The better the lens,
and the longer the telescope,

the more detail he could see.

One, two...

But using a long, fragile tube
was anything but easy.

If you have two or three
supporting people,

then you can look
through the tube.

But you have
to hold it still, also.

With a telescope
a lot like this,

Huygens set out to solve
a mystery...

One that even baffled Galileo,

the great astronomer
who first observed Saturn.

Galileo couldn't figure out
what was sticking out

of the planet's sides.

As Huygens searched
for the answer,

he filled his notebooks with
drawings of his observations.

Here again Saturn,
another night.

In 1656, at the ripe old age
of 27,

Huygens finally reached
the conclusion:

that Saturn is surrounded
by a ring.

He also discovered
its largest moon, Titan.

One, two, three moons.

And the number two is his moon.

He adds the word "meus",
my moon.

The others were discovered
by Cassini.

Jean-Dominique Cassini

ran the newly built
Paris Observatory.

There, he discovered
six more moons of Saturn,

and that instead
of a single ring,

Saturn was surrounded by
several rings separated by gaps.

Over time, telescopes got
better, and better, and better.

And by the 20th century,

we accomplish the unimaginable:

we take our telescopes
into space.

In 1979, Pioneer 11 flies
by Saturn, sending back images

that bring us closer
to the cosmos than ever before.

A year later, Voyager's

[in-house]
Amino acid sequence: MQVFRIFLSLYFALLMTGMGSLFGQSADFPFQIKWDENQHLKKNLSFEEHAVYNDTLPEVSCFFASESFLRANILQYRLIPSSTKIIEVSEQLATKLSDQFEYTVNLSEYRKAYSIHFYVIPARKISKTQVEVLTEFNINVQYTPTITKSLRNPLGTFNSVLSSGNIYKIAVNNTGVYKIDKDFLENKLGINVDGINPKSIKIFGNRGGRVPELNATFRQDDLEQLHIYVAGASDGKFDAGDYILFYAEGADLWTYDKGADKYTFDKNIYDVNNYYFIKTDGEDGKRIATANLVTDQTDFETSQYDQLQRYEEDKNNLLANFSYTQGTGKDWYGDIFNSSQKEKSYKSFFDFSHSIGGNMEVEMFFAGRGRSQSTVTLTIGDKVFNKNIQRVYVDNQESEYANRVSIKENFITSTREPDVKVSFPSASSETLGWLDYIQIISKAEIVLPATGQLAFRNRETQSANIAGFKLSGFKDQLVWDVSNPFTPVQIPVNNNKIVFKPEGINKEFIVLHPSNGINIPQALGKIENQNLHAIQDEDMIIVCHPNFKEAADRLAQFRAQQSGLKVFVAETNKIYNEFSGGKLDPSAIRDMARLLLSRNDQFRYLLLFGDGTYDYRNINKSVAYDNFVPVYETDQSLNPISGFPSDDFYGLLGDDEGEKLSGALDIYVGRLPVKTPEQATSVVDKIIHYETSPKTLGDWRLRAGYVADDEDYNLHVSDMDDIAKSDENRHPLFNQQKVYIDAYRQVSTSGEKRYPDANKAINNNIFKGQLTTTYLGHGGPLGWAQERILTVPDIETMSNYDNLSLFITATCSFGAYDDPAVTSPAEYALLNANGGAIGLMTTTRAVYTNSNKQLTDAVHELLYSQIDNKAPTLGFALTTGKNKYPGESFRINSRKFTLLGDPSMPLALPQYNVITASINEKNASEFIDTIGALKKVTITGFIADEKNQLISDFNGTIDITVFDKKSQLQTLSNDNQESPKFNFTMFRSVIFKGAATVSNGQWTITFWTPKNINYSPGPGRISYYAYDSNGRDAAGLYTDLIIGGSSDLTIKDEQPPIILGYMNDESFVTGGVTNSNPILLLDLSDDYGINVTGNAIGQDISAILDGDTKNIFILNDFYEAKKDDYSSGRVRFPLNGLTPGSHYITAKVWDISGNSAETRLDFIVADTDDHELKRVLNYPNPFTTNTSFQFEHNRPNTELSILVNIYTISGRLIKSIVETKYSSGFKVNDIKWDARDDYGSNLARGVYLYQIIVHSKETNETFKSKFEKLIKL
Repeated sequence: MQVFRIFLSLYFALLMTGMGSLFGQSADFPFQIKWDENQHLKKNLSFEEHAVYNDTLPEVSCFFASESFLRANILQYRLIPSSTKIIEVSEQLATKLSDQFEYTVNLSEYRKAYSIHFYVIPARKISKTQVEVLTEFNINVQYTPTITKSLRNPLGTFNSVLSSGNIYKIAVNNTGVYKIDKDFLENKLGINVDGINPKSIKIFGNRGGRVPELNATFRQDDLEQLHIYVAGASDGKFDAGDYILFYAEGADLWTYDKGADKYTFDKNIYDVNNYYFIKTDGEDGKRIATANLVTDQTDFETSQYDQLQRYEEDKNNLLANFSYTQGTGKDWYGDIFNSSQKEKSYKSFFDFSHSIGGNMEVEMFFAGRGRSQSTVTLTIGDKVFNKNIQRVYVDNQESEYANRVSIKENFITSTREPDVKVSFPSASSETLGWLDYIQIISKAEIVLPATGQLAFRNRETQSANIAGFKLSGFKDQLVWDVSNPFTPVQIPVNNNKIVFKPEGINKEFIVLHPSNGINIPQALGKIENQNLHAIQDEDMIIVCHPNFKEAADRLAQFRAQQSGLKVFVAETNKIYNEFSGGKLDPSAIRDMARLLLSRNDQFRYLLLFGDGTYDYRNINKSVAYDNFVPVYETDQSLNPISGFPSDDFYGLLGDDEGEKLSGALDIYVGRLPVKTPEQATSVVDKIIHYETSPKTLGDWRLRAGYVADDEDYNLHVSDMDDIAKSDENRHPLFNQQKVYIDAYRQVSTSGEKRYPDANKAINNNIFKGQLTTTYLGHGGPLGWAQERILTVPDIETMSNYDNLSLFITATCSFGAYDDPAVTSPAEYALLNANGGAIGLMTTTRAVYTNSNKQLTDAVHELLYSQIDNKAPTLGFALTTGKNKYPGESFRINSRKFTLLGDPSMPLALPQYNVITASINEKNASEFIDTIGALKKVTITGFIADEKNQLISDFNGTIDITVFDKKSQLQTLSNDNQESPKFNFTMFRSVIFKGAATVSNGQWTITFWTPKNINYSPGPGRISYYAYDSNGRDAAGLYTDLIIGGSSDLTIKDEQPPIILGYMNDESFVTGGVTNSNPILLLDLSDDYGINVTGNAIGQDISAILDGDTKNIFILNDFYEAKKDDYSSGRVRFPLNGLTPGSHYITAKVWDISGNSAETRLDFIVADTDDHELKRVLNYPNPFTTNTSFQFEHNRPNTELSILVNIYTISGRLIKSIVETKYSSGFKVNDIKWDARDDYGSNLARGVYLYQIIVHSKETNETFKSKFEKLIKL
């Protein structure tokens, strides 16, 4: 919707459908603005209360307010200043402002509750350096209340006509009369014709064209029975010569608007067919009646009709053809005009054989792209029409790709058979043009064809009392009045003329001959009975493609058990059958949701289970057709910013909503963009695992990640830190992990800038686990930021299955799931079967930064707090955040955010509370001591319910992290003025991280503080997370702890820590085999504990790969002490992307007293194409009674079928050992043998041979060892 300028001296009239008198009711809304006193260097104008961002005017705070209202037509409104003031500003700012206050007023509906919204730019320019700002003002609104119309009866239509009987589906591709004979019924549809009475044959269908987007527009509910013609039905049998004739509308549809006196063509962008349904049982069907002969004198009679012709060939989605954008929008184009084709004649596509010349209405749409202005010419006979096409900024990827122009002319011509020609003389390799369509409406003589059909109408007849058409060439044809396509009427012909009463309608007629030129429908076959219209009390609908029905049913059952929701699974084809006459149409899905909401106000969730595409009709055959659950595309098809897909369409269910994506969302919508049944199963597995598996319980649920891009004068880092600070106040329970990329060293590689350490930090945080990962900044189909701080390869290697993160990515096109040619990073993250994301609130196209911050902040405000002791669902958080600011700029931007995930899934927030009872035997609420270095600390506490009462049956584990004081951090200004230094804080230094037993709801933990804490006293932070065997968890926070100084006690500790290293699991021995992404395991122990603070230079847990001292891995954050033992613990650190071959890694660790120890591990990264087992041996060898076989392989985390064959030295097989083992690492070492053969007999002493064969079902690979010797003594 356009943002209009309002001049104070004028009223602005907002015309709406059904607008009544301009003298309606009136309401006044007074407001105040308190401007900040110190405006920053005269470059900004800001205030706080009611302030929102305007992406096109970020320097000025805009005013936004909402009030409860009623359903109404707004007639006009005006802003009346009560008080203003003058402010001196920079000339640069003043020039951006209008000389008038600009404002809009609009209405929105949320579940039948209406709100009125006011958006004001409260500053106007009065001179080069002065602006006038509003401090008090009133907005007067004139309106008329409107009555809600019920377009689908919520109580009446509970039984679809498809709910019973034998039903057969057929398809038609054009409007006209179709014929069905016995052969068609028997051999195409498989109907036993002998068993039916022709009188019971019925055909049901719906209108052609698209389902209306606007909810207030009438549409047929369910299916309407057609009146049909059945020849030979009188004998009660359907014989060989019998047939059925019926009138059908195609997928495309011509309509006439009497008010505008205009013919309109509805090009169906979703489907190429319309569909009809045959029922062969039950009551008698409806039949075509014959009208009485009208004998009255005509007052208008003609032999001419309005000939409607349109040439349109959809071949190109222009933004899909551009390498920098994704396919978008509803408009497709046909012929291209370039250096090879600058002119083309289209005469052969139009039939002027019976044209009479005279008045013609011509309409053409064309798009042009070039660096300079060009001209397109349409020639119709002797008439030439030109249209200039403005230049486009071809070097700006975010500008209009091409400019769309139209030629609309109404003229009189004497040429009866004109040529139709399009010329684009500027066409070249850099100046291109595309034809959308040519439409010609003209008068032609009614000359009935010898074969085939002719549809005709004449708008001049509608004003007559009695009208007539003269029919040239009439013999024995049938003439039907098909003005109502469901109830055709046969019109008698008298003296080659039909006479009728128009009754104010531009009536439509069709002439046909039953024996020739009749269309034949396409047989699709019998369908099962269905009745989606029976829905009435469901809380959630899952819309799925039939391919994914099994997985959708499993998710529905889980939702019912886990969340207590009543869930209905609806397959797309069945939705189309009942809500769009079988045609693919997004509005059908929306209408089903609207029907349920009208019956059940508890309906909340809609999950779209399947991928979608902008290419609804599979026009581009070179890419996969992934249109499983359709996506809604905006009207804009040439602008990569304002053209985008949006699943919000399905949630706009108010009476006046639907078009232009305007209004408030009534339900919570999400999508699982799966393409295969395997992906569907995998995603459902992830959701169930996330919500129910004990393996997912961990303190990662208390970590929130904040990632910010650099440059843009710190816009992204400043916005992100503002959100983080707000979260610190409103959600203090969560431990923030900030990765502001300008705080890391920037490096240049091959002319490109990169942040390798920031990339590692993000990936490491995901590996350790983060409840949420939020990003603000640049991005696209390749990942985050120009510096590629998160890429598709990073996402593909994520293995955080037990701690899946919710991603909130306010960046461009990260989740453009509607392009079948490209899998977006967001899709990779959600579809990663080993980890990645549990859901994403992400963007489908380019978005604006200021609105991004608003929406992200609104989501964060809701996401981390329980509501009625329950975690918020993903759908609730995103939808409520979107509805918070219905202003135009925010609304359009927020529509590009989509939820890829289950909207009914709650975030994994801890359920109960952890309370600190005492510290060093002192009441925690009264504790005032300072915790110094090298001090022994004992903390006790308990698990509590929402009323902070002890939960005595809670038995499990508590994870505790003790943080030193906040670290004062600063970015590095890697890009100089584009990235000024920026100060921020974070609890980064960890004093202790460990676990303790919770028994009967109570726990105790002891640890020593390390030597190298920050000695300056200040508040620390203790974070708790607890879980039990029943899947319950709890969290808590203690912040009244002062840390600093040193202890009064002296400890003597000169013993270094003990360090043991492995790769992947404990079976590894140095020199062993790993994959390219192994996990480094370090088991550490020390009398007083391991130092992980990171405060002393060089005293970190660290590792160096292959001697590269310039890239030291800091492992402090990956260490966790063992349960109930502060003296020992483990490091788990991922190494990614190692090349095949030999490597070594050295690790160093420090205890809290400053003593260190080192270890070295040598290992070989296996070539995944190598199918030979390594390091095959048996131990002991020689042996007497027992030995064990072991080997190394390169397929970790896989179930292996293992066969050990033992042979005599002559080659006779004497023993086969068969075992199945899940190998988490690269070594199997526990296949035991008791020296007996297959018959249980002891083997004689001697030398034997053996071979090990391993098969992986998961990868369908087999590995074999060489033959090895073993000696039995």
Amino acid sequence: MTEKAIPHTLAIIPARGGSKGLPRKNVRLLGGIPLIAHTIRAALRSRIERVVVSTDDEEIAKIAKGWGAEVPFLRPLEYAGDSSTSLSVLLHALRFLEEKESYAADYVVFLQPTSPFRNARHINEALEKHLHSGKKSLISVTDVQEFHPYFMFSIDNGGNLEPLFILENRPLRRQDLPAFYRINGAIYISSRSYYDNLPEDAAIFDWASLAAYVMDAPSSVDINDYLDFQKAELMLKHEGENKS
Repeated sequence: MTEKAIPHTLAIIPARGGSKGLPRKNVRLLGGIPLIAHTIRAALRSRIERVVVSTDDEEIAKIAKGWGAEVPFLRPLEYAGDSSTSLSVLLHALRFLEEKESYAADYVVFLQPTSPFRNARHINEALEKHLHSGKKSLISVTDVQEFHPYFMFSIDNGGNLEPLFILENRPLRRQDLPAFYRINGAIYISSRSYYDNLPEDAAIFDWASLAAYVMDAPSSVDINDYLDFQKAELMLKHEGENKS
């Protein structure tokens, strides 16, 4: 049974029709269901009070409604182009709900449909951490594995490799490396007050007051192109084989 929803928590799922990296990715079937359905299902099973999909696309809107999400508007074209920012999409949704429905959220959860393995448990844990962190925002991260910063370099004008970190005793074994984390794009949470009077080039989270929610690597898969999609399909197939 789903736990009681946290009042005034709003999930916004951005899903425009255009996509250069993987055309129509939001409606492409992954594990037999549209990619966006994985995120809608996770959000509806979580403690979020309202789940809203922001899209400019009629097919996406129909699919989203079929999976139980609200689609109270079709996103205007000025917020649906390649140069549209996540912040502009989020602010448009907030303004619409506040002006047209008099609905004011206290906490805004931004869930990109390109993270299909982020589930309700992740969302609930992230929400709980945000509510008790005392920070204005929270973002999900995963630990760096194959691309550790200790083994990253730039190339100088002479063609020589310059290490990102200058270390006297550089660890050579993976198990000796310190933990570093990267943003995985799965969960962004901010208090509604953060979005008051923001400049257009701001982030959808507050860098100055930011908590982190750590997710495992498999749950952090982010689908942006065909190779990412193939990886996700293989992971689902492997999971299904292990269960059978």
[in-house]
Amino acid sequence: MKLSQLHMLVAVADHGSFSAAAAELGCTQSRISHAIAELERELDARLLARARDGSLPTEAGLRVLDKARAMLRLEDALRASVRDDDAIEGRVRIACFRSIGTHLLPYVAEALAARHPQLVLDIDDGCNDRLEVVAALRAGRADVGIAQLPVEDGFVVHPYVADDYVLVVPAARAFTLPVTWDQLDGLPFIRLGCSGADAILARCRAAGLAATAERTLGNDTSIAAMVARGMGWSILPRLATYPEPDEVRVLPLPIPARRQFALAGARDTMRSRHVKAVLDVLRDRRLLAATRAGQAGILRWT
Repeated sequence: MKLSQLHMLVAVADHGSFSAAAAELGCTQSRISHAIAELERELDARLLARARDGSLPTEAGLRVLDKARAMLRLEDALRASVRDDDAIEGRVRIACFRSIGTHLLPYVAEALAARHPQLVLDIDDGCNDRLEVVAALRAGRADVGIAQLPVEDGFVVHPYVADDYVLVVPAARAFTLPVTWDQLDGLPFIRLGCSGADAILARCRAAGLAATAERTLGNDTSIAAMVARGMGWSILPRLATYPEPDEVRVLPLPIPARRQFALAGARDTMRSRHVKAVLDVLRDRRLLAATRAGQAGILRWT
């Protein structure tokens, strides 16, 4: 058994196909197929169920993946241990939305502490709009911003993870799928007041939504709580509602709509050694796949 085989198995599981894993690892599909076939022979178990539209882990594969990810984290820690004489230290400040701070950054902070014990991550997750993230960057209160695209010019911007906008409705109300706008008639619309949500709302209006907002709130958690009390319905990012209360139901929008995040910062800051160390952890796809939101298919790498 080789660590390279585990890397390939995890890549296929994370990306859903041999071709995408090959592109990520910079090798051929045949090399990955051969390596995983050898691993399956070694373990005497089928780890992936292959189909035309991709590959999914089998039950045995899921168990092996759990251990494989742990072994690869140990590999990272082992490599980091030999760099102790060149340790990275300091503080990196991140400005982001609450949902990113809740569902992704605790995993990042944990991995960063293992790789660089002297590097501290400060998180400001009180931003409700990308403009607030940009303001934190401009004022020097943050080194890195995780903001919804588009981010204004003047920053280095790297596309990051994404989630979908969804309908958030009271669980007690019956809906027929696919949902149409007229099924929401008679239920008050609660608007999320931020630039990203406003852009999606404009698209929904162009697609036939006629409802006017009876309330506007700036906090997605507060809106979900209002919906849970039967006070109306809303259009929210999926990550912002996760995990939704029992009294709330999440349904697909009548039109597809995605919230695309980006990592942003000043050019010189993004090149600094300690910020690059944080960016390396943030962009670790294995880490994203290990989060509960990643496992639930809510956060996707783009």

state-of-the-art cameras

arrive at Saturn
and exceed our expectations.

We thought during Voyager days,
this was, like...

Nothing could top this.

Then comes Cassini,

built with a suite
of scientific instruments

designed to explore Saturn,
its rings, and its moons

in extraordinary detail.

Cassini's Battlestar Galactica,

because it's just festooned
with instruments.

It's a flagship.

And liftoff
of the Cassini spacecraft

on a billion-mile trek
to Saturn.

19 countries pool
their talent and resources

to get this massive effort
off the ground.

Science is international
by definition.

I never represented my country
with Cassini.

Cassini is a family.

Seven years later,
Cassini arrives at Saturn,

and the team gets ready
to explore

one of the most intriguing
objects in the solar system:

Saturn's largest moon, Titan.

Before Cassini arrived,

Titan was Terra Incognita

and that was a big draw,
of course.

This "unknown land"
has an atmosphere so thick

that 25 years earlier,
the spacecraft Voyager

could not see
beneath Titan's haze,

but it did detect
one surprising characteristic.

The main constituent
of Titan's atmosphere

is, like on Earth, nitrogen.

The similarity
to Earth's atmosphere

was too intriguing to ignore.

Scientists just wanted
to go back.

It sounds like a cliché,
but every space mission

raises more questions.

Scientists want to go back
so badly

that the European Space Agency
takes on the challenge

of building a probe to land on
the surface of this alien world.

Called Huygens, it fits snugly
on Cassini's side.

Huygens was there to teach us
about Titan's atmosphere,

take pictures
of the surface also,

and then it would
either crash or sink,

but it would have
a disastrous end.

We did not know anything

about the surface of Titan.

It was really very difficult
to design for the unknown.

So do their efforts pay off?

As Huygens makes its way
through Titan's hazy atmosphere,

in a control room
in Darmstadt, Germany,

scientists anxiously wait
to hear back from the probe.